Can a new deal with bondholders save Argentina’s economy?

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A recently announced deal with bondholders is an important first step as Argentine President Alberto Fernandez works to stabilize his country’s struggling economy. On Tuesday, August 4, 2020, the Argentine government announced that it had reached an agreement with creditors to define a repayment plan for $ 65 billion in sovereign debt held by foreigners. Bloomberg reported that the deal was worth just under 55 cents on the dollar.

The agreement recognizes a growing consensus that Argentina’s economy faces significant restrictions and needs a sustainable plan to pay off credit holders and catalyze new economic development. On June 1, the International Monetary Fund, a Washington DC-based multilateral lender that offered Argentina $ 56 billion in loans in 2018, issued a statement acknowledging, “there is only limited scope to increase payments to private creditors while meeting debt and debt service thresholds”.

Andres Borenstein, an economist from Buenos Aires, Argentina, told me, “Argentina’s problem is a liquidity problem, not a solvency problem. The government has decided that default is not a good option. The government wants an agreement.

But, even with good intentions, the way forward will be difficult. The debt deal is one of the many hurdles President Fernandez and his advisers face. The IMF estimates that Argentina may need debt relief of between $ 55 billion and $ 85 billion. Argentina’s future is still hampered by double-digit inflation, a weak peso, a shrinking macroeconomy, and outdated and complicated policies governing labor, currency and electricity markets. Argentina’s GDP is expected to contract by more than 12% in 2020.

Over the past few weeks, I have spoken to a number of economists, academics, political analysts and leaders about Argentina’s future.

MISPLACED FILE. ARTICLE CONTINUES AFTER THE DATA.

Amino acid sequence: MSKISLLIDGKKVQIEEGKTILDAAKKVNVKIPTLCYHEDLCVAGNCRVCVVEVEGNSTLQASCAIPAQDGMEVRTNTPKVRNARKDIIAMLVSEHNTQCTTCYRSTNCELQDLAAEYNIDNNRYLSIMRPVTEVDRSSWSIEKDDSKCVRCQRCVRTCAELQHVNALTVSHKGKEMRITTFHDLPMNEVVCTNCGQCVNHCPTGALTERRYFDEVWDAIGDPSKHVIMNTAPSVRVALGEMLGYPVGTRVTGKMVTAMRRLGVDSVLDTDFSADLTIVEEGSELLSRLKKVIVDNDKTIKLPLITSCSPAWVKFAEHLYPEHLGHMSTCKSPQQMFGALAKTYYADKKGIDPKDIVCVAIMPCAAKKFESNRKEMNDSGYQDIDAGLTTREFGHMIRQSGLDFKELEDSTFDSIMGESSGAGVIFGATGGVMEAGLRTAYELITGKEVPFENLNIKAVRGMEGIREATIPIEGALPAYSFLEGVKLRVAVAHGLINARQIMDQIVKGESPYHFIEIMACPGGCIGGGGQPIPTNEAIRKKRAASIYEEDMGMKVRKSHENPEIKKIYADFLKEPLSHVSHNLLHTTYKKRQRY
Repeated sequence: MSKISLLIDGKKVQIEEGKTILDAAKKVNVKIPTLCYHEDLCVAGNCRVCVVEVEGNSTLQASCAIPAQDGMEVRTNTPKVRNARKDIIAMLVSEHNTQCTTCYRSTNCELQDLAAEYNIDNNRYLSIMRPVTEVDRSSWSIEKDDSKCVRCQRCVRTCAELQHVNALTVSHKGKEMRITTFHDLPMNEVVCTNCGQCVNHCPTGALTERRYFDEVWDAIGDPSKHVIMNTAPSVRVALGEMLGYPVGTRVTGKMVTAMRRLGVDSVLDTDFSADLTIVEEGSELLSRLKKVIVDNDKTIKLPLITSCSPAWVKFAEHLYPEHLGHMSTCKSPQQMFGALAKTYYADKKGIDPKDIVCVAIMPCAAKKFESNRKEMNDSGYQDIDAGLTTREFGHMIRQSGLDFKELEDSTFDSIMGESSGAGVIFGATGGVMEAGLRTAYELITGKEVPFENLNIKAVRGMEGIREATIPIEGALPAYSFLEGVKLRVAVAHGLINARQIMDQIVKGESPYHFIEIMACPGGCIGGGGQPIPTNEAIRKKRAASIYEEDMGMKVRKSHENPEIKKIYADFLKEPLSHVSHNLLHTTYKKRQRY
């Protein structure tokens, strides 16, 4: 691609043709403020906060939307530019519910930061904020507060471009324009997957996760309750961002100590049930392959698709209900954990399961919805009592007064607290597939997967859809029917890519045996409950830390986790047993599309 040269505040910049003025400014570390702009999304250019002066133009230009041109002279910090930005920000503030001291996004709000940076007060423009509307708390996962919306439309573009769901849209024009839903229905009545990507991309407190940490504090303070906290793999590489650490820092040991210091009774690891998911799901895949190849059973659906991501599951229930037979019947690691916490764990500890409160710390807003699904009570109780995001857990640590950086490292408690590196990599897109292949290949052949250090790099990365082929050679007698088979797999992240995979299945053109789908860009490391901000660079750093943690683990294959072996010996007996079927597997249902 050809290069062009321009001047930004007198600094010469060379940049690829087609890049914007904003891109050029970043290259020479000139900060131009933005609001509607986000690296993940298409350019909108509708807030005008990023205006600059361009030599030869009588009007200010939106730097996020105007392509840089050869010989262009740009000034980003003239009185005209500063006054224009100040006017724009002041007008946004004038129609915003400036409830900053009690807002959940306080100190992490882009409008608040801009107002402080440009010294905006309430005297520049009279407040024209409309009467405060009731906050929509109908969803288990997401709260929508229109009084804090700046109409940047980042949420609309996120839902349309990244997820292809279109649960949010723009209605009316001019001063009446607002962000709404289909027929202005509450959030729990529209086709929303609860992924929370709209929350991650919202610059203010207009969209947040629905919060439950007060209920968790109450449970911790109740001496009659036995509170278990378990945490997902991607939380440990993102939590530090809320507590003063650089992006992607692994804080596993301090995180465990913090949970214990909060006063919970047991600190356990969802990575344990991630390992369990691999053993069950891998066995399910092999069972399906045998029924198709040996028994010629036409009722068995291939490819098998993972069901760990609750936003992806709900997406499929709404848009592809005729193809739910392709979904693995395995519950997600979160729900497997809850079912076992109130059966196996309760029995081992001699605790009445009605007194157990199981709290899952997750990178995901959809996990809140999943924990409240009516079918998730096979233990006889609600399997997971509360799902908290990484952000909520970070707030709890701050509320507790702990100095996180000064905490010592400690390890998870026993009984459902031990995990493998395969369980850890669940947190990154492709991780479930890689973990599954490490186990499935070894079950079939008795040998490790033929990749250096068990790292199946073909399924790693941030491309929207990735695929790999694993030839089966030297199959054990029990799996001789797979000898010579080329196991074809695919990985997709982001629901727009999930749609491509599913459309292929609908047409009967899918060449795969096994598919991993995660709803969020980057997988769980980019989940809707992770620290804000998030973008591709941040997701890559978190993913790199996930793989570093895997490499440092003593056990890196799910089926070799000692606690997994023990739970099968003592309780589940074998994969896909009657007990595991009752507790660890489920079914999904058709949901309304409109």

Minister of Finance of Argentina, Martin guzman, an economist who studied with Joseph Stiglitz at Columbia University in New York, told me that in the short term, the agreement with the bondholders “must respect the constraints Argentina faces.”

The deal Guzman helped negotiate with bondholders is key to getting Argentina back on the road to recovery. But Argentina has yet to define a clear plan to catalyze meaningful and sustainable economic development over the next ten to twenty years. At present, the country remains hampered by popular but heavy subsidies in the electricity market and must find a way to create a new policy framework to encourage new investments in power generation to ease supply bottlenecks and ultimately lower prices for consumers. Argentina must also tackle labor market reforms. Argentina’s overall investment climate is negatively affected by persistent concerns about political stability and judicial fairness. Overall, the World Economic Forum ranks Argentina in the bottom third of countries in terms of overall competitiveness, ahead of Honduras and Nicaragua, but far behind Chile, Uruguay and Peru.

Despite the boasting a young and well-educated population, Argentina remains heavily dependent on commodity exports and lags behind other countries in the region by develop efficient business clusters in the knowledge economy.

Guzman remains optimistic that Argentina can emerge from the current debt crisis with a roadmap for future economic development in place. “We are working to stabilize the economy as a first step so that the State regains the capacity to implement the public policies necessary to promote the improvement of infrastructure and the development of the energy sector, and thus improve productivity and more generally the environment for the private sector, ”he told me.

Agreement with bondholders is a necessary step for Argentina, but it must be the first step in a longer process. Investors who do due diligence on potential projects in Argentina need to understand the larger panorama of political risks.

Benjamin Gédan, an Argentinian expert on Woodrow Wilson Center, a Washington DC-based think tank, told me, “In the short term, Argentina’s fate is out of its hands. Will China recover soon enough? Will energy prices go up? Will soybean prices increase? ”

Argentine President Fernandez faces the difficult task of guiding the country through the coronavirus crisis while setting in motion a package of forward-looking policy reforms that will help the country catalyze investment and development in new sectors and scale back the country’s long-standing dependence on primary agriculture. exports. Fernandez’s biggest challenge will be educate the public on the need to finally implement long-delayed reforms, improve the country’s regulatory structure and create a path for new investment and economic growth.

“It’s easy to be pessimistic about Argentina, but it’s a country that has a lot of advantages that make optimists believe that prosperity is just around the corner,” Gedan told me.



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